Peter Neyroud

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Peter William Neyroud CBE QPM (born 12 August 1959) is a retired British police officer. He was the Chief Executive Officer for the National Policing Improvement Agency (NPIA), and former Chief Constable of Thames Valley Police. He announced his retirement from the NPIA in March 2010.

Neyroud was educated at Winchester College and Oriel College, Oxford, where he studied Modern History. He holds an MSc in Professional Studies (Crime and Policing) and a diploma in Applied Criminology.[1]

Peter Neyroud joined Hampshire Constabulary in 1980, rising through the ranks within Hampshire to Detective Superintendent. He was appointed Assistant Chief Constable of West Mercia Constabulary in 1998 and reached Deputy Chief Constable two years later. He was appointed Chief Constable of Thames Valley Police in 2002.[2]

His position within the National Policing Improvement Agency (NPIA) was announced by the then Home Secretary Charles Clarke in October 2005, taking up the post as the CEO (Designate) in January 2006.[1] In competition for the role he beat a number of private sector competitors and Norman Bettison, the CEO of Centrex. The NPIA has been operational since 1 April 2007.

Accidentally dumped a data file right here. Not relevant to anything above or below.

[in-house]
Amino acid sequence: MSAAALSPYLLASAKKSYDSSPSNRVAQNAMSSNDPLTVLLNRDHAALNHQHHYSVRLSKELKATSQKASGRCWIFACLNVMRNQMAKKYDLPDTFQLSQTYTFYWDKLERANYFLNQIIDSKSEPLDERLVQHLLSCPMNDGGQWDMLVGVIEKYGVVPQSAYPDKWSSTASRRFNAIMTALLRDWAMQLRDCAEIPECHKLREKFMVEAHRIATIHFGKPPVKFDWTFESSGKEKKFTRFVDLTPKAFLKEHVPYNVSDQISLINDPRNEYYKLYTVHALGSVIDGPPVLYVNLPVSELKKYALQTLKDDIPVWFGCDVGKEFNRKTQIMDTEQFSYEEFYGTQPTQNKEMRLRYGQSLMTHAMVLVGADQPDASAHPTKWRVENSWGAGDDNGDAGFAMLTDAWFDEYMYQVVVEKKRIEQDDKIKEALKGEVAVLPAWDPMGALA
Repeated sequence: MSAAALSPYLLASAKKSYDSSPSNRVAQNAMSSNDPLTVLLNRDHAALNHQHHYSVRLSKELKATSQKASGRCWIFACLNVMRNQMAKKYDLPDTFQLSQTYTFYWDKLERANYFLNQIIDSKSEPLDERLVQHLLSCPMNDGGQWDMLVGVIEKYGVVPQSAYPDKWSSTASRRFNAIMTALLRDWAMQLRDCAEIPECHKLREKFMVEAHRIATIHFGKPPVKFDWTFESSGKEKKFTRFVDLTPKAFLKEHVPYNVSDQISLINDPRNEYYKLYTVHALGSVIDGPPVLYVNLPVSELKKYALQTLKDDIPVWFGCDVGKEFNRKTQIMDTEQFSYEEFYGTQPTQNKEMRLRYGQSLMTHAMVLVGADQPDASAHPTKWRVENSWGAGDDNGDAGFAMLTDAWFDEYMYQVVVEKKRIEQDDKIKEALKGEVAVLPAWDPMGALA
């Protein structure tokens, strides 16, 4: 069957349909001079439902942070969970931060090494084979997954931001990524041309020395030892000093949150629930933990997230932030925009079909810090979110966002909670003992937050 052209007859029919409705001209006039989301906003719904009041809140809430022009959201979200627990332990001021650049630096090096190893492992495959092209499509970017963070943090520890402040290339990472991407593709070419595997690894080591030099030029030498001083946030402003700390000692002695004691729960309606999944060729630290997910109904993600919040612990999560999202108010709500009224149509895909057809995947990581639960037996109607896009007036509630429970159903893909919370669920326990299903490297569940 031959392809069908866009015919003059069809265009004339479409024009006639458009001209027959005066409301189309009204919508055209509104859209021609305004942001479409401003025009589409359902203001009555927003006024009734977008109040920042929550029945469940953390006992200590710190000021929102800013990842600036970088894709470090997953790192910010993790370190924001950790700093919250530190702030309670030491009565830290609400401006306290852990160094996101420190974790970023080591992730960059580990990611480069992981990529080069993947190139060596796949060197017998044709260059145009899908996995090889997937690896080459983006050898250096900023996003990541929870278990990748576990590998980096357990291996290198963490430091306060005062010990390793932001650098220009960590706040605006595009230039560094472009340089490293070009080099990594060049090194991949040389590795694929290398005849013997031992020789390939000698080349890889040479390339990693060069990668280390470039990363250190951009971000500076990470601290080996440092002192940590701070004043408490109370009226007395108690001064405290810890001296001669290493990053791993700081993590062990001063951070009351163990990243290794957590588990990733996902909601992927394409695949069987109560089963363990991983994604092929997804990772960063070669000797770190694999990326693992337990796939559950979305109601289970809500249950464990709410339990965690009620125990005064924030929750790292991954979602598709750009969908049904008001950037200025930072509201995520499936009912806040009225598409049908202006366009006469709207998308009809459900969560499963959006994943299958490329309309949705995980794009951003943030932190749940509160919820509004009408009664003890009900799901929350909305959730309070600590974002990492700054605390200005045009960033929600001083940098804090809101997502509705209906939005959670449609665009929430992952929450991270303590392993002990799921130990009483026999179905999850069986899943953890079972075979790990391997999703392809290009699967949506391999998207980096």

Peter Neyroud was awarded the Queen's Police Medal for services to the police in 2004 and is a widely published author on policing.[1] He was appointed Commander of the Order of the British Empire (CBE) in the 2011 Birthday Honours.[3]

He is currently a lecturer in Evidence-Based Policing (and PhD candidate) at the Institute of Criminology of the University of Cambridge.[4]

Police appointments
Preceded by
[5]Sir Charles Pollard
Chief Constable of Thames Valley Police
2002 — 2007
Succeeded by
Sara Thornton


  1. ^ a b c "New Chief Executive Of The National Policing Improvement Agency Appointed". News and Events. Home Office. Retrieved 2008-09-14. 
  2. ^ "Chief Constable Peter Neyroud". National Police Improvement Agency. Retrieved 2008-09-14. 
  3. ^ "No. 59808". The London Gazette (Supplement). 11 June 2011. p. 8. 
  4. ^ "Peter Neyroud | Institute of Criminology". Retrieved 2016-09-07. 
  5. ^ Martin Stallion and David Wall. The British police: forces and chief officers 1829-2012. Police History Society, 2012. ISBN 978-0951253861